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Robot helps horses sleep soundly

01 June 2020

Metsä Wood UK’s head office in Boston, Lincolnshire is just one of many sites across the globe which specialise in providing sustainable, premium-quality wood products for many industries including the construction and industrial sectors.

Metsä Wood’s Hunter Woodshavings horse bedding is a valuable part of the business.

The shavings produced go into a sector which has proven both buoyant and resilient over the years: the equestrian market. 

The four UK sites at Boston, Kings Lynn, Widnes and Grangemouth also supply machined softwood and panel material to the Merchant & DIY markets. Another key strength of the business is an associated revenue stream which makes good use of the wood shavings generated during the various manufacturing processes at the Boston site. 

Every year, thousands of tonnes of Metsä Wood ‘Hunter’ Woodshavings are used for bedding in stables across the country, where they are said to be received with unbridled enthusiasm by the occupants.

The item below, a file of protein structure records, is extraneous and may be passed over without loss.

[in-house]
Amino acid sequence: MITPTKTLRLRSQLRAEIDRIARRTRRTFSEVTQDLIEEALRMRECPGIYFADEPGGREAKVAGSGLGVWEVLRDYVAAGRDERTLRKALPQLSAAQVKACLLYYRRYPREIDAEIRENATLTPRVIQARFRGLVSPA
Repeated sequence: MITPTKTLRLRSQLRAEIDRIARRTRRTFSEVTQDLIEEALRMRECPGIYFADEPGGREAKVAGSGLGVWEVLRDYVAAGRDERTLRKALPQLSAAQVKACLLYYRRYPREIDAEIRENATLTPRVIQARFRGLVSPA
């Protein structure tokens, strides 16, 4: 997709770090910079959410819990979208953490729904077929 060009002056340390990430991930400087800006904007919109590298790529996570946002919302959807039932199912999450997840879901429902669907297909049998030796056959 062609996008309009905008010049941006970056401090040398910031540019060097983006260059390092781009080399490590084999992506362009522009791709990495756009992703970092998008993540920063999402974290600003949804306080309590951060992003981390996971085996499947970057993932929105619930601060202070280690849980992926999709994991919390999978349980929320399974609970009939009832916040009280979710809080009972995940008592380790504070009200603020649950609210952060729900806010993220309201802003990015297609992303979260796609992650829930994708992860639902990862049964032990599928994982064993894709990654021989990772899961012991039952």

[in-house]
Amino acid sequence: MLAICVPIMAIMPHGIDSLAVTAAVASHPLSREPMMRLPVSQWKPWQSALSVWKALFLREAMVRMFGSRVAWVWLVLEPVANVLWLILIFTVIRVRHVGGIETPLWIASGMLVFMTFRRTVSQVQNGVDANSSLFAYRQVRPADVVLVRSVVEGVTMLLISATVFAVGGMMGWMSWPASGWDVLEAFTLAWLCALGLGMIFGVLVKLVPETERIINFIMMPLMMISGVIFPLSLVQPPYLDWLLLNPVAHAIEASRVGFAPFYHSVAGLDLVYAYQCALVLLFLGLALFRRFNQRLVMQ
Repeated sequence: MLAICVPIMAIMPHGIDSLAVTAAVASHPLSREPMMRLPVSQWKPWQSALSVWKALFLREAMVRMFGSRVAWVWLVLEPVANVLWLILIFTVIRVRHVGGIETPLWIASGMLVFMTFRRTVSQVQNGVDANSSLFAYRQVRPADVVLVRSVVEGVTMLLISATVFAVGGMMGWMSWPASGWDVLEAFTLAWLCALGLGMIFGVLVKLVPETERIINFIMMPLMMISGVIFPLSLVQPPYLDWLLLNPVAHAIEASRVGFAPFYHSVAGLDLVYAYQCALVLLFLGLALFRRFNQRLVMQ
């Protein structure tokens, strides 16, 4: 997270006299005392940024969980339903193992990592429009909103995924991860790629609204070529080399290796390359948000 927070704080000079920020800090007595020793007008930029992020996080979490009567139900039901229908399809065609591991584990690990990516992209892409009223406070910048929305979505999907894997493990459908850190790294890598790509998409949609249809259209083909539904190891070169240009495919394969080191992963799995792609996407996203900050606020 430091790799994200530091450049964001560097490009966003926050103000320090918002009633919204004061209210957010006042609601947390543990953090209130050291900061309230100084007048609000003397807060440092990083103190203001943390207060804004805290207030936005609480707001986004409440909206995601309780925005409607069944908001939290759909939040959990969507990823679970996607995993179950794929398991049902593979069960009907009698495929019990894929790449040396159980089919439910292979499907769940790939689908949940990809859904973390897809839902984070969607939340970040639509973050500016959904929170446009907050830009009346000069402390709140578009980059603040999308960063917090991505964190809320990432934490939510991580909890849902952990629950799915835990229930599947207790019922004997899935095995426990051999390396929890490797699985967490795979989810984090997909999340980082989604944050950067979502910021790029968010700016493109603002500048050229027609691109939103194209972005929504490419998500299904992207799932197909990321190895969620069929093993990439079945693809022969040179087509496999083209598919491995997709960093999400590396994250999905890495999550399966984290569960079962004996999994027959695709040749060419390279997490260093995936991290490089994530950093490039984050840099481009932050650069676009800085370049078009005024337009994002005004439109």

Once the loose shavings have been collated into bales using bespoke machinery at the Boston plant, the bales are removed from the line by a recently installed new Kawasaki robot and placed directly onto a 1200mm x 1200mm pallet ready for dispatch. To ensure that the load is stable, the robot must also rotate the bales through 90° as it stacks, a task easily performed whilst transiting from pick-up to deposit. 

The new robot, installed in August 2019, is a Kawasaki CP180L with associated HMI. It replaced an older robot, also a Kawasaki unit (a ZD130) that was originally installed at the plant in 2002. According to Metsä Wood Project Manager Andrew Burns, this machine had provided sterling service. “Our records revealed that the Kawasaki robot installed in 2002 had completed 10,794,000 cycles, and it had performed superbly. We valued its reliability coupled with Kawasaki Robotics’ responsiveness and professional engineering approach. When we wanted a replacement for it in August 2019, there was only one place to go – Kawasaki – for another robot to last us the next 20 years or so”. 

Read the full article in the June issue of DPA.

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